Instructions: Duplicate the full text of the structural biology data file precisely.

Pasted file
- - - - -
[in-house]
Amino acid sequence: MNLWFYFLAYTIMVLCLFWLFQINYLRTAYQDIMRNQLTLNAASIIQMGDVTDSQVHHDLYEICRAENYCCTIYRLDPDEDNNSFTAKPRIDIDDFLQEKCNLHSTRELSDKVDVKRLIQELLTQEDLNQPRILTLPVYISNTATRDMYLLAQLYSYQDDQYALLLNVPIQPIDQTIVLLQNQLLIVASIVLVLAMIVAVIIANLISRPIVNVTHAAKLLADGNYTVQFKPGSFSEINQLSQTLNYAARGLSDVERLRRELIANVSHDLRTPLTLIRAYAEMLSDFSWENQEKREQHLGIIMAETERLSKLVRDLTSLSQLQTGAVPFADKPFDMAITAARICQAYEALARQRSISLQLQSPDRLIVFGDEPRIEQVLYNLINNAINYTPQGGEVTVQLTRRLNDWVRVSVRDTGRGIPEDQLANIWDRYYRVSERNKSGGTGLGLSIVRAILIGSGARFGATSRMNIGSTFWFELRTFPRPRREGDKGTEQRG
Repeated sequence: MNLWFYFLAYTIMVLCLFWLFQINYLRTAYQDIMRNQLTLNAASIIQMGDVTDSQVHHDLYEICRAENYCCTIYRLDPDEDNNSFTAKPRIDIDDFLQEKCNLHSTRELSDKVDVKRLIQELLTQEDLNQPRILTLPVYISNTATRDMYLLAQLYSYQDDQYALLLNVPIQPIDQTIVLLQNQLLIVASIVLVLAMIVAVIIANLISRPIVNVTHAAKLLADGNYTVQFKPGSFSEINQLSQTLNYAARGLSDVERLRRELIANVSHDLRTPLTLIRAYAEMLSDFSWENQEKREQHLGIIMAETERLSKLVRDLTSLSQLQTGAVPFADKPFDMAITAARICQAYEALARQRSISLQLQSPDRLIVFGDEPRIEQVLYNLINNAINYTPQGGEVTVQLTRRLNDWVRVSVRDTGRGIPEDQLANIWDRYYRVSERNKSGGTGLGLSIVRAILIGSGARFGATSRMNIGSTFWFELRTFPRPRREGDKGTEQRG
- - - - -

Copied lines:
[in-house]
Amino acid sequence: MNLWFYFLAYTIMVLCLFWLFQINYLRTAYQDIMRNQLTLNAASIIQMGDVTDSQVHHDLYEICRAENYCCTIYRLDPDEDNNSFTAKPRIDIDDFLQEKCNLHSTRELSDKVDVKRLIQELLTQEDLNQPRILTLPVYISNTATRDMYLLAQLYSYQDDQYALLLNVPIQPIDQTIVLLQNQLLIVASIVLVLAMIVAVIIANLISRPIVNVTHAAKLLADGNYTVQFKPGSFSEINQLSQTLNYAARGLSDVERLRRELIANVSHDLRTPLTLIRAYAEMLSDFSWENQEKREQHLGIIMAETERLSKLVRDLTSLSQLQTGAVPFADKPFDMAITAARICQAYEALARQRSISLQLQSPDRLIVFGDEPRIEQVLYNLINNAINYTPQGGEVTVQLTRRLNDWVRVSVRDTGRGIPEDQLANIWDRYYRVSERNKSGGTGLGLSIVRAILIGSGARFGATSRMNIGSTFWFELRTFPRPRREGDKGTEQRG
Repeated sequence: MNLWFYFLAYTIMVLCLFWLFQINYLRTAYQDIMRNQLTLNAASIIQMGDVTDSQVHHDLYEICRAENYCCTIYRLDPDEDNNSFTAKPRIDIDDFLQEKCNLHSTRELSDKVDVKRLIQELLTQEDLNQPRILTLPVYISNTATRDMYLLAQLYSYQDDQYALLLNVPIQPIDQTIVLLQNQLLIVASIVLVLAMIVAVIIANLISRPIVNVTHAAKLLADGNYTVQFKPGSFSEINQLSQTLNYAARGLSDVERLRRELIANVSHDLRTPLTLIRAYAEMLSDFSWENQEKREQHLGIIMAETERLSKLVRDLTSLSQLQTGAVPFADKPFDMAITAARICQAYEALARQRSISLQLQSPDRLIVFGDEPRIEQVLYNLINNAINYTPQGGEVTVQLTRRLNDWVRVSVRDTGRGIPEDQLANIWDRYYRVSERNKSGGTGLGLSIVRAILIGSGARFGATSRMNIGSTFWFELRTFPRPRREGDKGTEQRG